Alexander Khalil-1, Victor H. Minces-2, Deborah Forster-3, Scott Makeig-4, Paula Tallal-5, Judy Reilly-6, Tzyy-Ping Jung-7, Grainne McLoughlin-8, Andrea Chiba-9, Marta Kutas-10
Of all the world's musical cultures, that of the Balinese—featuring a variety of pitched percussion orchestras known as "gamelan"—seems to value and emphasize ensemble synchrony most highly. Teaching this music to American elementary school children for ten years, ethnomusicologist Alexander Khalil observed that ability to synchronize in an ensemble setting—regardless of other musical abilities—seemed to correlate strongly with ability to "pay attention” or maintain focus not only in music class but in other areas as well.
Deficits in time integration have been reported in ADHD patients (Barkley: 1997), and dyslexia patients (Tallal: 2004). In this latter case, it has been shown that intensive training on a task involving temporal processing led to significant improvements. Since music is a ubiquitous part of human culture, it is reasonable to speculate that some evolutionary advantage may be derived from its practice. All musical patterns involve multiple nested time scales that can range from tens of milliseconds to tens of minutes in length. Musical practice demands a unique level of integration in the processing of these different intervals and may thus play an important role in the refinement of temporal perception and facilitate coordination and communication amongst members of like-cultured groups.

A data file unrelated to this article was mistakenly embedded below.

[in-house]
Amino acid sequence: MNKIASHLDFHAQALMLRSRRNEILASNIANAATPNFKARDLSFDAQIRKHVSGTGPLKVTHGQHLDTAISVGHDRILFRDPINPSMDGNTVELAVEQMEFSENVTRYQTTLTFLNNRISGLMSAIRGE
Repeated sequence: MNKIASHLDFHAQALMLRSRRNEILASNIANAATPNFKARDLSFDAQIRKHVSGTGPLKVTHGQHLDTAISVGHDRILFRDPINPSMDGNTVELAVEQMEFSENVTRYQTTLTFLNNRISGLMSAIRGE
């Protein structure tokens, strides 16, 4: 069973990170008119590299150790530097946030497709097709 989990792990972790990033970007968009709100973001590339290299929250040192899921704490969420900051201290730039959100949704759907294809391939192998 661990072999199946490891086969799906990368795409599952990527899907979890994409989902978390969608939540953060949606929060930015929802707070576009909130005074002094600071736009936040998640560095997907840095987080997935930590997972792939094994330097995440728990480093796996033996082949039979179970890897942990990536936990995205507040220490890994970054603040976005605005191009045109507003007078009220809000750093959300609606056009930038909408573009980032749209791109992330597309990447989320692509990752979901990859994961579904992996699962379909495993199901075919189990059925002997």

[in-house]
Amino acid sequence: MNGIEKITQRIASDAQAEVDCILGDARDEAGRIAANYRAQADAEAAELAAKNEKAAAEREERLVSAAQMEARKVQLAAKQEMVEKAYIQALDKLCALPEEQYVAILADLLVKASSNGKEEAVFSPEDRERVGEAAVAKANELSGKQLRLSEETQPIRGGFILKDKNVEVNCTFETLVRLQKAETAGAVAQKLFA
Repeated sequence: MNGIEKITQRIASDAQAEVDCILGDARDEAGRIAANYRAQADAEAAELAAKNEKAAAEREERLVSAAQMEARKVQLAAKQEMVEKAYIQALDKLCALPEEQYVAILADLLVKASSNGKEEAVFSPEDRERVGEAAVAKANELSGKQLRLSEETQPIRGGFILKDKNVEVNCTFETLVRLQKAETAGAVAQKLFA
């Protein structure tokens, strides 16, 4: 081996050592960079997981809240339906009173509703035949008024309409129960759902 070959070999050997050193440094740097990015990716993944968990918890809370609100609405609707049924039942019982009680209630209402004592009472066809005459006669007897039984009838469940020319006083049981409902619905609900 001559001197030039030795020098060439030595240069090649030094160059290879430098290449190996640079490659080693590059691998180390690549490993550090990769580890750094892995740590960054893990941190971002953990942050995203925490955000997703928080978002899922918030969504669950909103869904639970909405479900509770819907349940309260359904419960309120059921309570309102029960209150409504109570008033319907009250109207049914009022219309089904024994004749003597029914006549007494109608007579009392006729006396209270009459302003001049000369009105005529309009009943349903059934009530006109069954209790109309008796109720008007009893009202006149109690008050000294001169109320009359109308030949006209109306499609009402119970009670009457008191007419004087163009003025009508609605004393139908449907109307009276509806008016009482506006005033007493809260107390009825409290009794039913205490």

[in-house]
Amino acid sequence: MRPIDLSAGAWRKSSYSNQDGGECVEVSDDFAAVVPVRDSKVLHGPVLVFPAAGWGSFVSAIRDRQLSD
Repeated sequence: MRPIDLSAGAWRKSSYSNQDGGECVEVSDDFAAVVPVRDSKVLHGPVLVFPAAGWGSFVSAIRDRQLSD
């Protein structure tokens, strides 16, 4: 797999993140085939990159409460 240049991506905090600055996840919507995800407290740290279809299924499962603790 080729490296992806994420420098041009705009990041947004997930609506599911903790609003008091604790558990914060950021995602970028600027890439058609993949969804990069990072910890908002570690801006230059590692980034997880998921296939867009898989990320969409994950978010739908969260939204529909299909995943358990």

Khalil, Victor Minces, and Andrea Chiba began investigating this issue in 2010. Their pilot project, conducted at the Museum School, a San Diego City Schools charter school, demonstrated a significant correlation between the ability of 150 children to synchronize in an ensemble setting and overall attentional performance, as measured by standard psychometric tests and teacher questionnaires.
Now that a relationship between the ability to synchronize musically and attentional performance has been established, and because musical synchrony can be learned, the research team seeks to determine whether a period of musical practice might translate to overall improvement in attentional performance.
Barkley, Russell A., Seth Koplowitz, Tamara Anderson, and Mary B. McMurray. 1997. Sense of time in children with ADHD: Effects of duration, distraction, and stimulant medication. Journal of the International Neuropsychological Society 3 (04):359-369.
Tallal, P. Improving language and literacy is a matter of time. Nature Reviews Neuroscience 2004, 5, 721--728.
1-Postdoctoral Scholar, Department of Cognitive Science-UCSD, firstname.lastname@example.org; 2-Postdoctoral Scholar, Department of Cognitive Science-UCSD; 3-Ph.D. candidate, Department of Cognitive Science-UCSD; 4-Swartz Center for Computational Neuroscience-UCSD; 5-Center for Molecularand Behavioral Neuroscience-Rutgers University, Salk Institute; 6-Department of Psychology-SDSU; 7-Swartz Center for Computational Neuroscience; 8-Institute of Psychiatry, King’s College, London; 9-Departament of Cognitive Science-UCSD; 10-Director, Center for Research in Language, UC San Diego